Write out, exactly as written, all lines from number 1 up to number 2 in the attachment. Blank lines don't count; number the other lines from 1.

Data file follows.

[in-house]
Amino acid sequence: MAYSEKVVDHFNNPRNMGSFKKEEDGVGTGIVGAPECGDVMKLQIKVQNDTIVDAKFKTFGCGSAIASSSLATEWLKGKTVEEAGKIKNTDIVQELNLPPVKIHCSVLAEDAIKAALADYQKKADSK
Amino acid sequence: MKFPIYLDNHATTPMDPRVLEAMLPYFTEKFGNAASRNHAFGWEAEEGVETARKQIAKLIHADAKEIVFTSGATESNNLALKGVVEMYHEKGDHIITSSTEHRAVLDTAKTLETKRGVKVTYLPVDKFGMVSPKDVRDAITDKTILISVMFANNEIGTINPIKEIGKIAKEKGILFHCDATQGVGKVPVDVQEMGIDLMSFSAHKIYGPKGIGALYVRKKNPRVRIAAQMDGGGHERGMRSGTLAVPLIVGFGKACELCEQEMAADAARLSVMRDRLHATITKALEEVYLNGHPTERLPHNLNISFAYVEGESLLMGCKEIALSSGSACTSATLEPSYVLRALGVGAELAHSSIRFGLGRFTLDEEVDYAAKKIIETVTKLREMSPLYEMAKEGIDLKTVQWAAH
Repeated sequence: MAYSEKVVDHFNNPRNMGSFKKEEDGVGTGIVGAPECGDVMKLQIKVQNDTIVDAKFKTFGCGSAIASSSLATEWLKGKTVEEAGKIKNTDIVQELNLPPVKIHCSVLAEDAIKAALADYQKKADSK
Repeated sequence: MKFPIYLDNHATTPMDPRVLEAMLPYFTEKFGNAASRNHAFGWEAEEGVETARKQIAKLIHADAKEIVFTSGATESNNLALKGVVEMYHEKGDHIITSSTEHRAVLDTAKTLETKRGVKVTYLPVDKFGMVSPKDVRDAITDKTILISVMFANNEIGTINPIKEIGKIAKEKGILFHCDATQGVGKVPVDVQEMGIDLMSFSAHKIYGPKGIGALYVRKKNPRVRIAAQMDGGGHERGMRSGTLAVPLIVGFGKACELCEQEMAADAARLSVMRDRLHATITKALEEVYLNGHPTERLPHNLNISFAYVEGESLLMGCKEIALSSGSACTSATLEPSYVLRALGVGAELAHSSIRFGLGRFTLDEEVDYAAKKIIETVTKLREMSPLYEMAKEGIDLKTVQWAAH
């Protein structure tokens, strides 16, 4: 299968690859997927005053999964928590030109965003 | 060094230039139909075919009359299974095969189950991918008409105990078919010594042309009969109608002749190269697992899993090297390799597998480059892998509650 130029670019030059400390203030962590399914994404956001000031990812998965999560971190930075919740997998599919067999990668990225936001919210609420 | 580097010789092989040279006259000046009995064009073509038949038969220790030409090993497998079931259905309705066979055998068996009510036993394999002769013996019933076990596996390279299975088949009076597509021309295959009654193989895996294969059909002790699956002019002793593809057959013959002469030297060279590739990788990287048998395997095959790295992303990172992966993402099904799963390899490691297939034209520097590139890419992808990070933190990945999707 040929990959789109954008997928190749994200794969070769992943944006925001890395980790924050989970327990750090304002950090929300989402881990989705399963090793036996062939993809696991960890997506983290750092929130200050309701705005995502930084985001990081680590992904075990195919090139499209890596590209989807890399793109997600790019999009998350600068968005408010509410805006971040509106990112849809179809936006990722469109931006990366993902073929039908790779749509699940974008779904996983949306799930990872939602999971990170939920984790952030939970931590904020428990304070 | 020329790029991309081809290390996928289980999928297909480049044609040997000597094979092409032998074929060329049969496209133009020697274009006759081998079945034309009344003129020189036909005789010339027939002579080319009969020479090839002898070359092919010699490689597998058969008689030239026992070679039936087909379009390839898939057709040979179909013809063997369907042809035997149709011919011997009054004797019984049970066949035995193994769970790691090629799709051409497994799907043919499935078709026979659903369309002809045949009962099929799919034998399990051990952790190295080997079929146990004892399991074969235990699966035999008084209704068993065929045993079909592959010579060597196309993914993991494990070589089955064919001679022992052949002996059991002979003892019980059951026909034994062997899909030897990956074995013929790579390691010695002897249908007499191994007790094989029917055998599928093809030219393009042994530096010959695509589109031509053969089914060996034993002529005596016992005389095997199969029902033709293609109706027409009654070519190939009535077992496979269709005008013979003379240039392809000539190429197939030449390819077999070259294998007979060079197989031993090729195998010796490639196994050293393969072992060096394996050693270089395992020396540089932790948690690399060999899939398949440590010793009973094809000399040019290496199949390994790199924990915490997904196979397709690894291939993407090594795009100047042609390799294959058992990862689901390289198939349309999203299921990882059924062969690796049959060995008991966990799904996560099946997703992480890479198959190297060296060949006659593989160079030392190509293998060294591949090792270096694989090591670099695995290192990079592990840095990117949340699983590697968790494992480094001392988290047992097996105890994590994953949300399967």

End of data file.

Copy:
[in-house]
Amino acid sequence: MAYSEKVVDHFNNPRNMGSFKKEEDGVGTGIVGAPECGDVMKLQIKVQNDTIVDAKFKTFGCGSAIASSSLATEWLKGKTVEEAGKIKNTDIVQELNLPPVKIHCSVLAEDAIKAALADYQKKADSK